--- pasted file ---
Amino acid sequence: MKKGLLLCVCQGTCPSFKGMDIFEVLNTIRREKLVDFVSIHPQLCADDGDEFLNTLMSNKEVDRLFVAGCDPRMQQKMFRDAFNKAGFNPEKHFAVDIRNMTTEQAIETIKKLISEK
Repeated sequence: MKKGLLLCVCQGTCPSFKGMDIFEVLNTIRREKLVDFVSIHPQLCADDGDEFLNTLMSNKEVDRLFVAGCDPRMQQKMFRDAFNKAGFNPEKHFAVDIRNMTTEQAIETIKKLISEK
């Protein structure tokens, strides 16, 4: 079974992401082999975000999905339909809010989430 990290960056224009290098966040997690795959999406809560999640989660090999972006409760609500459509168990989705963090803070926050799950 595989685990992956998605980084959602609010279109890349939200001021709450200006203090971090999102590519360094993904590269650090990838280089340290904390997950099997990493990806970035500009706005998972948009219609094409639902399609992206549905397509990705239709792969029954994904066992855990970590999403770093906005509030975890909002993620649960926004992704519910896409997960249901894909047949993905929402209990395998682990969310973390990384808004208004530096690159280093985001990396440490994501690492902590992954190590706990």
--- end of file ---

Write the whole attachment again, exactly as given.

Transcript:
Amino acid sequence: MKKGLLLCVCQGTCPSFKGMDIFEVLNTIRREKLVDFVSIHPQLCADDGDEFLNTLMSNKEVDRLFVAGCDPRMQQKMFRDAFNKAGFNPEKHFAVDIRNMTTEQAIETIKKLISEK
Repeated sequence: MKKGLLLCVCQGTCPSFKGMDIFEVLNTIRREKLVDFVSIHPQLCADDGDEFLNTLMSNKEVDRLFVAGCDPRMQQKMFRDAFNKAGFNPEKHFAVDIRNMTTEQAIETIKKLISEK
């Protein structure tokens, strides 16, 4: 079974992401082999975000999905339909809010989430 990290960056224009290098966040997690795959999406809560999640989660090999972006409760609500459509168990989705963090803070926050799950 595989685990992956998605980084959602609010279109890349939200001021709450200006203090971090999102590519360094993904590269650090990838280089340290904390997950099997990493990806970035500009706005998972948009219609094409639902399609992206549905397509990705239709792969029954994904066992855990970590999403770093906005509030975890909002993620649960926004992704519910896409997960249901894909047949993905929402209990395998682990969310973390990384808004208004530096690159280093985001990396440490994501690492902590992954190590706990």